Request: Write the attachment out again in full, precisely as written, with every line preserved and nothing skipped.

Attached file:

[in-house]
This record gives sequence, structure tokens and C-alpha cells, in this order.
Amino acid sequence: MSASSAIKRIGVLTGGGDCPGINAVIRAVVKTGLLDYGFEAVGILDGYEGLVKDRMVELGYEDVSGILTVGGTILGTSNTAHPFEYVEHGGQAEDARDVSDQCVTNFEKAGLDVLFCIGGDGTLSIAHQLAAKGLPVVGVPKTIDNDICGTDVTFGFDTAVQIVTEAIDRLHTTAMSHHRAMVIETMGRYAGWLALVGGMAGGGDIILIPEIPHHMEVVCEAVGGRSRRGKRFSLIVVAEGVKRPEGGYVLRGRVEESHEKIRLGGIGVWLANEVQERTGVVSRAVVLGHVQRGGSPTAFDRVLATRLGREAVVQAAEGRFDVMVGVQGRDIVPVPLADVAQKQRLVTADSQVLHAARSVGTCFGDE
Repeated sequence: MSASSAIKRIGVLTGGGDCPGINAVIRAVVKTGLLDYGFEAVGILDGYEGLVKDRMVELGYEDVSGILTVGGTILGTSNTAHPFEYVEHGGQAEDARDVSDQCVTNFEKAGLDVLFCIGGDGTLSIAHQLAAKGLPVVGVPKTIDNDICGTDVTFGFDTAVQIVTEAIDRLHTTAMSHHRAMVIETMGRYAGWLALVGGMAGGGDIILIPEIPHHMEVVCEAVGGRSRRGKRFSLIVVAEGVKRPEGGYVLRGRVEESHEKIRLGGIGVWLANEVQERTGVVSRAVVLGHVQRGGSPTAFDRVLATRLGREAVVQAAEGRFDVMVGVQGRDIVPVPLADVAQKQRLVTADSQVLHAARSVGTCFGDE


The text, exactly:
[in-house]
This record gives sequence, structure tokens and C-alpha cells, in this order.
Amino acid sequence: MSASSAIKRIGVLTGGGDCPGINAVIRAVVKTGLLDYGFEAVGILDGYEGLVKDRMVELGYEDVSGILTVGGTILGTSNTAHPFEYVEHGGQAEDARDVSDQCVTNFEKAGLDVLFCIGGDGTLSIAHQLAAKGLPVVGVPKTIDNDICGTDVTFGFDTAVQIVTEAIDRLHTTAMSHHRAMVIETMGRYAGWLALVGGMAGGGDIILIPEIPHHMEVVCEAVGGRSRRGKRFSLIVVAEGVKRPEGGYVLRGRVEESHEKIRLGGIGVWLANEVQERTGVVSRAVVLGHVQRGGSPTAFDRVLATRLGREAVVQAAEGRFDVMVGVQGRDIVPVPLADVAQKQRLVTADSQVLHAARSVGTCFGDE
Repeated sequence: MSASSAIKRIGVLTGGGDCPGINAVIRAVVKTGLLDYGFEAVGILDGYEGLVKDRMVELGYEDVSGILTVGGTILGTSNTAHPFEYVEHGGQAEDARDVSDQCVTNFEKAGLDVLFCIGGDGTLSIAHQLAAKGLPVVGVPKTIDNDICGTDVTFGFDTAVQIVTEAIDRLHTTAMSHHRAMVIETMGRYAGWLALVGGMAGGGDIILIPEIPHHMEVVCEAVGGRSRRGKRFSLIVVAEGVKRPEGGYVLRGRVEESHEKIRLGGIGVWLANEVQERTGVVSRAVVLGHVQRGGSPTAFDRVLATRLGREAVVQAAEGRFDVMVGVQGRDIVPVPLADVAQKQRLVTADSQVLHAARSVGTCFGDE